It’s almost the Fourth of July, and for those of us here in the United States, we’ll soon be celebrating our nation’s founding. For me, that often meant watching 1776 with my parents, and I have to say that I adored this musical. The film version of the musical 1776 came out in 1972, and the musical itself came out in 1969. It follows John Adams as he tries to get a difficult, cantankerous, and often divided Congress to agree on American independence.
However, if you are a Hamilton fan, this musical might be a disappointment for you. This movie is very white and almost entirely male, with the exception of two female cast members, only one of whom plays a significant role. Regretfully, while there are some great moments in this musical, as far as representation goes, it definitely falls short.
When I heard the news, I grabbed a copy of the book to get a sense of what we’ll be in for. Lovecraft Country is an excellent novel which makes a few daring choices in transmuting 1950s America into the sort of non-Euclidean horrorscape that made Lovecraft himself a household name. Better still, it does not shy away from confronting the shocking racial hatred that always underpinned Lovecraft’s work: the man who invented the Cthulhu Mythos also penned “On the Creation of N******.”
We’ll be in good hands with Jordan Peele bringing this to the screen: Peele has proven himself more than capable at fulfilling the promise of his genre.
Trigger warning for frank discussion of racism below.
One of my favorite movies when I was a kid was the 2003 Dreamworks movie Sinbad: Legend of the Seven Seas. It didn’t get great reviews and its plot was nothing to write home about, but I loved all the characters, the adventure, and the romance, and I wore out our little VHS tape and annoyed all my family members by watching it over and over. I even bought the video game (side note: wasn’t great, do not recommend). Then I went on to other movies and mostly forgot about Sinbad until I caught a glimpse of it while channel-flipping last month. Fascinated, I watched it all again from the beginning, and then did what I didn’t think about in 2003: I went to research it online. What I found was that Sinbad could have potentially been far more creative and representative than the version that we got.
Spoilers for Sinbad: Legend of the Seven Seas below.
This weekend, I rushed to the theater to see Wonder Woman. I was filled with both hope and fear. I knew that if Wonder Woman did poorly that we might never see a female led superhero movie again, and I knew that so far DC Comics’s movies haveleft a lot to bedesired, but I was hearing good things about the film so I walked in hoping for the best. And praise Hera, I have never been more pleased or satisfied with a superhero film.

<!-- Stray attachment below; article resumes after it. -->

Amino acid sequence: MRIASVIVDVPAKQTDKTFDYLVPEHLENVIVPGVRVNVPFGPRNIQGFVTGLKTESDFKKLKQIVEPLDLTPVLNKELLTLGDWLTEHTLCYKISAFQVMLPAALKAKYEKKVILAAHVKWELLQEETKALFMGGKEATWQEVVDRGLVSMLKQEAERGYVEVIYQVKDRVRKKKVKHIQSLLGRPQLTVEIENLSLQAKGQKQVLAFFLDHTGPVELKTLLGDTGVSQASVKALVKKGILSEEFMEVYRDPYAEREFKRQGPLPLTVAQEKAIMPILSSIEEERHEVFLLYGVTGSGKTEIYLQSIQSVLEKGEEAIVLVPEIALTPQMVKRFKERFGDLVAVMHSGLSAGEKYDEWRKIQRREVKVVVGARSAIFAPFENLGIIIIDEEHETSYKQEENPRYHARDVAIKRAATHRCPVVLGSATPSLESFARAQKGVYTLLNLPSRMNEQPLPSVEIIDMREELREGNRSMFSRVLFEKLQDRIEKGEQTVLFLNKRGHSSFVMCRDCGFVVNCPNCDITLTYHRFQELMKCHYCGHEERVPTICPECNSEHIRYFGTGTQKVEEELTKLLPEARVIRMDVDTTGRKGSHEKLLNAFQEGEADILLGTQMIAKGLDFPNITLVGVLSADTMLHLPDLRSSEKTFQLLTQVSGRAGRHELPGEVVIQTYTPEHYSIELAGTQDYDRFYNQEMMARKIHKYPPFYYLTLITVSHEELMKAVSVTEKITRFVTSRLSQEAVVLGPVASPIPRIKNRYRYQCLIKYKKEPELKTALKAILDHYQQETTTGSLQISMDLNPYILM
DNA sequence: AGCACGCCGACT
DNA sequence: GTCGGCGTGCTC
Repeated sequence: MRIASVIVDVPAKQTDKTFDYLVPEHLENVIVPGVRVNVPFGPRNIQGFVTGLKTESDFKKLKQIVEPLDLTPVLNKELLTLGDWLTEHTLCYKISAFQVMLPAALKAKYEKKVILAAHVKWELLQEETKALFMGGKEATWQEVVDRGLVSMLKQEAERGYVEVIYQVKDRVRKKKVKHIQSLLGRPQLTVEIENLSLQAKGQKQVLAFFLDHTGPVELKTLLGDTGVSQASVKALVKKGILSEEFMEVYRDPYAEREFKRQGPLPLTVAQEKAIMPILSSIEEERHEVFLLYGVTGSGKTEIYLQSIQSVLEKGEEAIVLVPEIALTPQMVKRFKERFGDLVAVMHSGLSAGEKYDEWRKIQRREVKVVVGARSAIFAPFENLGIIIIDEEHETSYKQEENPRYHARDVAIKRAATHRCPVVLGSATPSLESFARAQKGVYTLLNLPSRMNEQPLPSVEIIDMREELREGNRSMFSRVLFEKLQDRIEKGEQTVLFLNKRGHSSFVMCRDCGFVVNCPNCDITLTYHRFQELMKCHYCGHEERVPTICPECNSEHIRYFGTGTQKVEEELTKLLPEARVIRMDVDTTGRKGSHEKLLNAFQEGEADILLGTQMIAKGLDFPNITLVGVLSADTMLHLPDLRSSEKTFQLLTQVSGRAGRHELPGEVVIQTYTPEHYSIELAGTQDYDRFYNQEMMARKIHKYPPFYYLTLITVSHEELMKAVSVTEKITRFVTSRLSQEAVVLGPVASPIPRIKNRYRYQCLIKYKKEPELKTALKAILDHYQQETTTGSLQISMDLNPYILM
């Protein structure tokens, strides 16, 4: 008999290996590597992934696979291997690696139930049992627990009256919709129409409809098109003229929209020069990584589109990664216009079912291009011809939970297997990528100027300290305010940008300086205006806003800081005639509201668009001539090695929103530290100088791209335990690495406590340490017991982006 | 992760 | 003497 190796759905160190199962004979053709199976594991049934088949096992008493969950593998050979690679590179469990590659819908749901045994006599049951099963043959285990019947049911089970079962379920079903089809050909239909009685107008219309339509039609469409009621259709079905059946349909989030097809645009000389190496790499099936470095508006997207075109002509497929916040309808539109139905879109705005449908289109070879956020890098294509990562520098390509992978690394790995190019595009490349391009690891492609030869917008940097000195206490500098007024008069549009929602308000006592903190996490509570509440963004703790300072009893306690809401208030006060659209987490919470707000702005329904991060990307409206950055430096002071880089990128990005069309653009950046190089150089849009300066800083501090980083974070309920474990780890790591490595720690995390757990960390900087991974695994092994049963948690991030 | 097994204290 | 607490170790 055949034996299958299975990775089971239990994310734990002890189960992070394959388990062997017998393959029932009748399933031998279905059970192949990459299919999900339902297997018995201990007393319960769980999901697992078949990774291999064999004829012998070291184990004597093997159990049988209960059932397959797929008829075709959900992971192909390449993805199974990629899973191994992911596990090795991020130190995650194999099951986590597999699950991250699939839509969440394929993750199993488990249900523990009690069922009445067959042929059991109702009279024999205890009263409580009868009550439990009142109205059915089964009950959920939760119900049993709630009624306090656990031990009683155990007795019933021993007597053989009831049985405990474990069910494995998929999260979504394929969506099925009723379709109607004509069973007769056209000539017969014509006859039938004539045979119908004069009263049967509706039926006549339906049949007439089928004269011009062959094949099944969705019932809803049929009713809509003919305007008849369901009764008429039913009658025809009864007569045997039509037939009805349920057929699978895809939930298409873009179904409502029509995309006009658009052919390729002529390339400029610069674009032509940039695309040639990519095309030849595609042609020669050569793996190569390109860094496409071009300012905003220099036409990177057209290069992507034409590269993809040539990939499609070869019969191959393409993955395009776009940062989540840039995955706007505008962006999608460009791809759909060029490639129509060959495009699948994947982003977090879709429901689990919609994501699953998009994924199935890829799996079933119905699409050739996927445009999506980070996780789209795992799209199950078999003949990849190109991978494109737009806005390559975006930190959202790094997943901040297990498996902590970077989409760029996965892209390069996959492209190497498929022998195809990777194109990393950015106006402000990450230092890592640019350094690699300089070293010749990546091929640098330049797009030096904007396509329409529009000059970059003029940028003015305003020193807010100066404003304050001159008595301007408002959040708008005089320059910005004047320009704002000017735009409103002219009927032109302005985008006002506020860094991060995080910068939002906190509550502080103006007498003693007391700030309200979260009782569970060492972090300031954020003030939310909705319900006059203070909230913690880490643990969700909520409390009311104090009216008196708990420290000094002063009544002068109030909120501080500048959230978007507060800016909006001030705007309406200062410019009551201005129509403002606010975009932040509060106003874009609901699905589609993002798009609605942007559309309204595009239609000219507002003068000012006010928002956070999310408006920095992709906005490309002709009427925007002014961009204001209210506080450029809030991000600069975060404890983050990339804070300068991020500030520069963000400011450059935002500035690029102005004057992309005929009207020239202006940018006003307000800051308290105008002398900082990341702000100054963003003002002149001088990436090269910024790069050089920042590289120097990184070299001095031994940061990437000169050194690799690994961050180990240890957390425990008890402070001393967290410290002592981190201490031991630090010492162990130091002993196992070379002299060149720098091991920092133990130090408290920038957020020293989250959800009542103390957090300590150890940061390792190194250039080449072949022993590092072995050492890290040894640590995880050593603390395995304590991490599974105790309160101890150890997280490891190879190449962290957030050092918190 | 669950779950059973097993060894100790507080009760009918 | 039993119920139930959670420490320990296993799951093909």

After revisiting the adorable Doctor Strange of the Moon Girl and Devil Dinosaur comic last week, I found myself craving more Strange stuff. And while I don’t know if I’ll ever be able to bring myself to watch the MCU movie, I do own a few trades’ worth of Doctor Strange comics. I remembered enjoying them well enough when I first read them, so I figured the time was nigh to revisit one and see if older, woker Saika still thought they were any good. And that’s how I ended up rereading the 2007 comic Doctor Strange: The Oath, by Brian K. Vaughan and Marcos Martin. Turns out, while it’s a good standalone story to read if you’re interested in the good Doctor, it’s also full of some tired tropes and isms.
May is Asian Pacific American Heritage Month, so I have the perfect web crush for us today. They Call Us Bruce is a fairly new podcast, but it’s a timely one: hosts Jeff Yang and Phil Yu started it in March of this year to talk about Asian-American issues in pop culture, just in time to catch up with the explosions of wrong that were Death Note, Iron Fist, and Ghost in the Shell. And ever since its inception, the podcast has only gotten better and more insightful in its commentary.
Well, Guardians of the Galaxy Vol. 2 sure was a thing I watched.
I should start with a positive, right? It had a great soundtrack. (Although I was shocked to discover that I recognized some of the songs and my music aficionado mom did not.)
Also, I’d definitely argue that it was better than its predecessor. If you’ll recall my review, I left Vol. 1 deeply disappointed, and I felt like this movie offered a lot of the character beats and emotional high notes that I wished the first film had hit. It also improved the representation on the team by giving us the first MCU team-up with some semblance of gender parity.
That said, I’m not sure what this story adds to the overall Marvel Cinematic Universe worldbuilding, and being a band-aid for the previous film’s issues isn’t necessarily a good look for a sequel.